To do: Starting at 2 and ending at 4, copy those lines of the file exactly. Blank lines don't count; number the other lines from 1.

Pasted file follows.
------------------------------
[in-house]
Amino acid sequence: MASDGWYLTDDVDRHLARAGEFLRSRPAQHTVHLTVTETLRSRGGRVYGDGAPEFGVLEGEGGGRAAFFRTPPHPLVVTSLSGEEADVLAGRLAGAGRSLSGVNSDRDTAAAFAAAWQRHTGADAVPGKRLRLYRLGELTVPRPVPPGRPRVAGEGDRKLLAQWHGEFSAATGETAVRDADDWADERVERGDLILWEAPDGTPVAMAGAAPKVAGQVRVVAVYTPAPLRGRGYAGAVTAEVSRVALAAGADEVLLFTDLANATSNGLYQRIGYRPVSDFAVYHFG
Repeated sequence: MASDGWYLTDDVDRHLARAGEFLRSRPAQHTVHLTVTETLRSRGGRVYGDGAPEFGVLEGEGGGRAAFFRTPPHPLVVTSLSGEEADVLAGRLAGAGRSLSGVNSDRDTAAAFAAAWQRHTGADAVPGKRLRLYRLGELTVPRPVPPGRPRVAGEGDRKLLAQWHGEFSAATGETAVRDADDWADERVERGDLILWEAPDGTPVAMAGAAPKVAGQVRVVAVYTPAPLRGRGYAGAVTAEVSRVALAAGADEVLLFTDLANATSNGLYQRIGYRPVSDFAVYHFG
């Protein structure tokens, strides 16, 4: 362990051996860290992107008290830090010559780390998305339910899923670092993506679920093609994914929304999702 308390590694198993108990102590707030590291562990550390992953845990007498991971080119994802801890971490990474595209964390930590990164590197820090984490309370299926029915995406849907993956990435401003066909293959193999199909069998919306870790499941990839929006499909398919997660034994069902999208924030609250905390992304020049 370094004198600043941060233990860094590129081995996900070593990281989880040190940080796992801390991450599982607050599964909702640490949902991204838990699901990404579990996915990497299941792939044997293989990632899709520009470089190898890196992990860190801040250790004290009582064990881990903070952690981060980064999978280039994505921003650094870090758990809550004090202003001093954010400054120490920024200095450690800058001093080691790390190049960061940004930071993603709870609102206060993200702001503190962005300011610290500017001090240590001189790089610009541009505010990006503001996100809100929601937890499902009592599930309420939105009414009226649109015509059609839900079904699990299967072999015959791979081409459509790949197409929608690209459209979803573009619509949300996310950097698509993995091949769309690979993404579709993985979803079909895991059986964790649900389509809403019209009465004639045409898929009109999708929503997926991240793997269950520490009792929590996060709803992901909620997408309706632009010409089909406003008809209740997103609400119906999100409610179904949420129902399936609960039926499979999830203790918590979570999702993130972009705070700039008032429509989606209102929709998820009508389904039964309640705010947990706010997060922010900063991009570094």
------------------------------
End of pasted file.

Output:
Amino acid sequence: MASDGWYLTDDVDRHLARAGEFLRSRPAQHTVHLTVTETLRSRGGRVYGDGAPEFGVLEGEGGGRAAFFRTPPHPLVVTSLSGEEADVLAGRLAGAGRSLSGVNSDRDTAAAFAAAWQRHTGADAVPGKRLRLYRLGELTVPRPVPPGRPRVAGEGDRKLLAQWHGEFSAATGETAVRDADDWADERVERGDLILWEAPDGTPVAMAGAAPKVAGQVRVVAVYTPAPLRGRGYAGAVTAEVSRVALAAGADEVLLFTDLANATSNGLYQRIGYRPVSDFAVYHFG
Repeated sequence: MASDGWYLTDDVDRHLARAGEFLRSRPAQHTVHLTVTETLRSRGGRVYGDGAPEFGVLEGEGGGRAAFFRTPPHPLVVTSLSGEEADVLAGRLAGAGRSLSGVNSDRDTAAAFAAAWQRHTGADAVPGKRLRLYRLGELTVPRPVPPGRPRVAGEGDRKLLAQWHGEFSAATGETAVRDADDWADERVERGDLILWEAPDGTPVAMAGAAPKVAGQVRVVAVYTPAPLRGRGYAGAVTAEVSRVALAAGADEVLLFTDLANATSNGLYQRIGYRPVSDFAVYHFG
């Protein structure tokens, strides 16, 4: 362990051996860290992107008290830090010559780390998305339910899923670092993506679920093609994914929304999702 308390590694198993108990102590707030590291562990550390992953845990007498991971080119994802801890971490990474595209964390930590990164590197820090984490309370299926029915995406849907993956990435401003066909293959193999199909069998919306870790499941990839929006499909398919997660034994069902999208924030609250905390992304020049 370094004198600043941060233990860094590129081995996900070593990281989880040190940080796992801390991450599982607050599964909702640490949902991204838990699901990404579990996915990497299941792939044997293989990632899709520009470089190898890196992990860190801040250790004290009582064990881990903070952690981060980064999978280039994505921003650094870090758990809550004090202003001093954010400054120490920024200095450690800058001093080691790390190049960061940004930071993603709870609102206060993200702001503190962005300011610290500017001090240590001189790089610009541009505010990006503001996100809100929601937890499902009592599930309420939105009414009226649109015509059609839900079904699990299967072999015959791979081409459509790949197409929608690209459209979803573009619509949300996310950097698509993995091949769309690979993404579709993985979803079909895991059986964790649900389509809403019209009465004639045409898929009109999708929503997926991240793997269950520490009792929590996060709803992901909620997408309706632009010409089909406003008809209740997103609400119906999100409610179904949420129902399936609960039926499979999830203790918590979570999702993130972009705070700039008032429509989606209102929709998820009508389904039964309640705010947990706010997060922010900063991009570094």